Living with the Problem

For many children, parents, caregivers, and teachers the problems associated with those children diagnosed with either Attention Deficit Disorder or Attention Deficit Hyperactivity Disorder are very real. For some children it may simply be mean an inability to concentrate in a traditional classroom. For others, it involves a constellation of behaviors creatinge a full range of problems.

Most often teachers experience male students as exhibiting the symptoms of ADD/ADHD. These boys are loud, aggressive and impulsive. Behavior management with explosive and erratic students is a full-time job; they need more attention than one can possibly give. As class sizes and work loads have grown, teachers have less support in the classroom than they once did. The use of medication, such as Ritalin or anti-depressants, becomes an inviting solution.

Parents or caregivers
The experience of parents and caregivers who have a child dealing with these kinds of problems can range from a “challenge” to extreme distress. Some parents and caregivers have good resources and support from family, friends, and professionals. Others may experience disadvantages related to social class, race, or education. For children in this situation, whose families do not have access to resources, an ADD/ADHD diagnosis not only fails to solve the problem, but it makes it more difficult for families and professionals to see or attend to the societal and emotional issues.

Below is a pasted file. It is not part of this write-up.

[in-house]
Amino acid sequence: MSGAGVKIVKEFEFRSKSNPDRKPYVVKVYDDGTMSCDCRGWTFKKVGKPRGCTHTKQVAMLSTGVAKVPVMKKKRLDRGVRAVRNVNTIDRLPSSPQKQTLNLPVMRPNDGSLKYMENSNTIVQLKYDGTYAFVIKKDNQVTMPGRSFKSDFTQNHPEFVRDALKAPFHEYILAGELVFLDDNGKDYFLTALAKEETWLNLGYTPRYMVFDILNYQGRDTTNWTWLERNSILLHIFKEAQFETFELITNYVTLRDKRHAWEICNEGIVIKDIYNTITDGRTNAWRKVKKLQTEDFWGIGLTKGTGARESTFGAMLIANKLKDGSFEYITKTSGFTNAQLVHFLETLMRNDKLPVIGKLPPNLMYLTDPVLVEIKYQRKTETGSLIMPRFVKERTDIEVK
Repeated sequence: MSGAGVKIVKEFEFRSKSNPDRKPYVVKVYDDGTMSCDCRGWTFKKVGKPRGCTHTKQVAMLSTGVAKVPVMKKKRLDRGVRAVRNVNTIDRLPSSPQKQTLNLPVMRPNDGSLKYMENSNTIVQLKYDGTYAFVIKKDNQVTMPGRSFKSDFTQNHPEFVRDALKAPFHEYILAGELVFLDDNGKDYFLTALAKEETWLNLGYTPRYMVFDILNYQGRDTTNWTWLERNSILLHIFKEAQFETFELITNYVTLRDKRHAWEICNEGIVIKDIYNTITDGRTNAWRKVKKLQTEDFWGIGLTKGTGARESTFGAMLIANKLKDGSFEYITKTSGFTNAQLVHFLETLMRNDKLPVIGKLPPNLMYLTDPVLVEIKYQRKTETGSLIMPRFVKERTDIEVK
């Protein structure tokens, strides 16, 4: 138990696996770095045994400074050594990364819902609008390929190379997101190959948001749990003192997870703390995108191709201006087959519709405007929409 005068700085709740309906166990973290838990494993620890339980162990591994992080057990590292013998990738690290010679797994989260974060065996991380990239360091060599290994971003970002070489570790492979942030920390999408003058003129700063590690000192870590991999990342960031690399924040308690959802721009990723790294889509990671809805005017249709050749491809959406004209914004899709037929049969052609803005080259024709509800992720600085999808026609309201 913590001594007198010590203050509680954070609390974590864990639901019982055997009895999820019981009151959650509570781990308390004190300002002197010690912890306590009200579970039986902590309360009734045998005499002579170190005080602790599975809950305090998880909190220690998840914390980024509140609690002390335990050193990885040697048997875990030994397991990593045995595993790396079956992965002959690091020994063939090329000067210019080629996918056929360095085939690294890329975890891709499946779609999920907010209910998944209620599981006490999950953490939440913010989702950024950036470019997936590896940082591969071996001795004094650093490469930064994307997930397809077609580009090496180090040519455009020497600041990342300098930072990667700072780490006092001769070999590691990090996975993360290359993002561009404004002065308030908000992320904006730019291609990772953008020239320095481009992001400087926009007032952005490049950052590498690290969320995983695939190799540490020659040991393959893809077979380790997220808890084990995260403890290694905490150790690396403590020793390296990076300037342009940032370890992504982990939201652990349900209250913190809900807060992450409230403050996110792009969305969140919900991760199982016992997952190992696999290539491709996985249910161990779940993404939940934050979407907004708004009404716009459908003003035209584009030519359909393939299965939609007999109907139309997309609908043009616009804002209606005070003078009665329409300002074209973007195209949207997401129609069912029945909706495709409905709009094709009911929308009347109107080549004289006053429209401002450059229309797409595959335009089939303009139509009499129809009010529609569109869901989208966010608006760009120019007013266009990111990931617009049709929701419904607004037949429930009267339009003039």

The diagnosis of ADD/ADHD has a profound effect on children as it impacts their sense of identity, self-confidence, and self-esteem. For some, particularly those who already have a strong sense of themselves or are confident that they are worthy, loved, competent, and good, a diagnosis may be simply a name for the cognitive difficulties they experience. Unfortunately, many others might see themselves as a “problem,” not likable, untrustworthy, too rough, lazy, stupid or “mental.”

Diagnosis for these children can seem like a confirmation that they are bad or damaged.

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